At the outbreak of World War I in August 1914, Italy had declined to join its Triple Alliance partners—Germany and Austria-Hungary—in declaring war against the Entente Powers, and opted to remain neutral. Pressure from the United Kingdom and France swayed Italy to sign the secret 1915 Treaty of London on 26 April, in which Italy promised to leave the Triple Alliance and declare war against its former allies within a month in return for territorial gains after the end of the war. Because Italy initially declared war only on Austria-Hungary, Germany and Italy were not officially at war. As a consequence, German submarines operating in the Adriatic and the Mediterranean were all assigned Austrian numbers and flew the flag of Austria-Hungary when making attacks on Italian vessels; UB-14 was assigned the designation of U-26 and entered onto the rolls of the Austro-Hungarian Navy, despite the fact that she remained completely under German control. According to historian Lawrence Sondhaus, this dual numbering system reflected the close submarine cooperation between the two countries and still makes it difficult to distinguish between submarines of the two navies.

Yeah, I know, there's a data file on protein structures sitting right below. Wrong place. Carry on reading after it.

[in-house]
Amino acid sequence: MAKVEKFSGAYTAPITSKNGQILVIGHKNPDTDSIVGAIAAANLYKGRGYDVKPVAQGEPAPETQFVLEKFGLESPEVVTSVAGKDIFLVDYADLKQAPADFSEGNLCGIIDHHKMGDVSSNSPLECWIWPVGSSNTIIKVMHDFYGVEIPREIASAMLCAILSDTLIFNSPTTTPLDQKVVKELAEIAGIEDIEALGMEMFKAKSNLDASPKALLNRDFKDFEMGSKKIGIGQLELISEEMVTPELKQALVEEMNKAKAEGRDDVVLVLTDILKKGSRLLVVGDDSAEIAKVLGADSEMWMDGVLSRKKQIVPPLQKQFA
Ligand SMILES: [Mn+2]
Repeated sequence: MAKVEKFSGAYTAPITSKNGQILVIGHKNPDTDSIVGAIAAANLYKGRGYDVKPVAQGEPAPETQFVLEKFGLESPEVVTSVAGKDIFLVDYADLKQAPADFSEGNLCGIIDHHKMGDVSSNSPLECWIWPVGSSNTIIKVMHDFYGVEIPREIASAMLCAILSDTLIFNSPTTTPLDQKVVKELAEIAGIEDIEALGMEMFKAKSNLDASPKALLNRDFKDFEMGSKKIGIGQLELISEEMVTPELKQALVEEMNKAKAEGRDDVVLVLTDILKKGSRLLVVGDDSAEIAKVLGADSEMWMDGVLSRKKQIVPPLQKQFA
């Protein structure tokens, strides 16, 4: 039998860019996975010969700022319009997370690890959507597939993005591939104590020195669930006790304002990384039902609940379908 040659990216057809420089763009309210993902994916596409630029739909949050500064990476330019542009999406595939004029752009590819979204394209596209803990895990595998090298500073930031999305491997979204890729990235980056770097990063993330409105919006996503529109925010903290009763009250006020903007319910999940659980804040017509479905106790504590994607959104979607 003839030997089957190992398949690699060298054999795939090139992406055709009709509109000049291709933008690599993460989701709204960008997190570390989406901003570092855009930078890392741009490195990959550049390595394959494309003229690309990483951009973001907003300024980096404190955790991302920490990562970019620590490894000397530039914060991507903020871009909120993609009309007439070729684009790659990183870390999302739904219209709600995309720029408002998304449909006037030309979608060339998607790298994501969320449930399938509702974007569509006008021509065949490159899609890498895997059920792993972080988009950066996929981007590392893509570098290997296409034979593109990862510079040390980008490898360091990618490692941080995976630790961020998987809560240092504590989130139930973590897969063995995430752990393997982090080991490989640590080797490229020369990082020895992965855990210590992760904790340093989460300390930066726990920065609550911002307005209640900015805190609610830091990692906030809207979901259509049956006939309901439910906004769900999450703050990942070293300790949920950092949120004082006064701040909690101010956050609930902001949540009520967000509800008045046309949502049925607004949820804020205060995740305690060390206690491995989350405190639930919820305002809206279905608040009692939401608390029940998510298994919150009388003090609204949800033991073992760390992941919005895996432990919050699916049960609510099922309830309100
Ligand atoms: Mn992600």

On 1 July, UB-14 joined the Pola Flotilla (German: Deutsche U-Halbflotille Pola), and departed soon thereafter on her first patrol. On the night of 6/7 July, Italian armored cruisers that had recently been deployed at Venice undertook a "reconnaissance in force" off Pola in an attempt to discourage future Austrian sorties against the Italian coast. When the Italian ships retired in the early morning hours of the 7th, UB-14 was about 20 nautical miles (37 km; 23 mi) off Venice. At dawn, the armored cruiser AMALFI crossed paths with UB-14 and was torpedoed. AMALFI quickly began listing to port and sank within 30 minutes with the loss of 67 men. At 10,118 tonnes (9,958 long tons) displacement, AMALFI was one of the largest ships sunk by U-boats during the war. UB-14 escaped the scene without damage.